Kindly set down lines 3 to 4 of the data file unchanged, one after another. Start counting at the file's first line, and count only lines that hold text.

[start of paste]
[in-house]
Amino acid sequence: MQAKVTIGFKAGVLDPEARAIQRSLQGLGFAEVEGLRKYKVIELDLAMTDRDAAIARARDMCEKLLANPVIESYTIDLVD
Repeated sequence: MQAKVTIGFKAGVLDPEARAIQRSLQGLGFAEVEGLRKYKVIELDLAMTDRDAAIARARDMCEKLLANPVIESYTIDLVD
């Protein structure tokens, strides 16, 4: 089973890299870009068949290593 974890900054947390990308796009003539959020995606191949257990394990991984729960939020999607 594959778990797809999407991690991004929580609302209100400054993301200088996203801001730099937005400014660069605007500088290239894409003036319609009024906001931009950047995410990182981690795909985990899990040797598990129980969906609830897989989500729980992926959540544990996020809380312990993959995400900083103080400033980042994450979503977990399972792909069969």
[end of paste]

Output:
Repeated sequence: MQAKVTIGFKAGVLDPEARAIQRSLQGLGFAEVEGLRKYKVIELDLAMTDRDAAIARARDMCEKLLANPVIESYTIDLVD
């Protein structure tokens, strides 16, 4: 089973890299870009068949290593 974890900054947390990308796009003539959020995606191949257990394990991984729960939020999607 594959778990797809999407991690991004929580609302209100400054993301200088996203801001730099937005400014660069605007500088290239894409003036319609009024906001931009950047995410990182981690795909985990899990040797598990129980969906609830897989989500729980992926959540544990996020809380312990993959995400900083103080400033980042994450979503977990399972792909069969």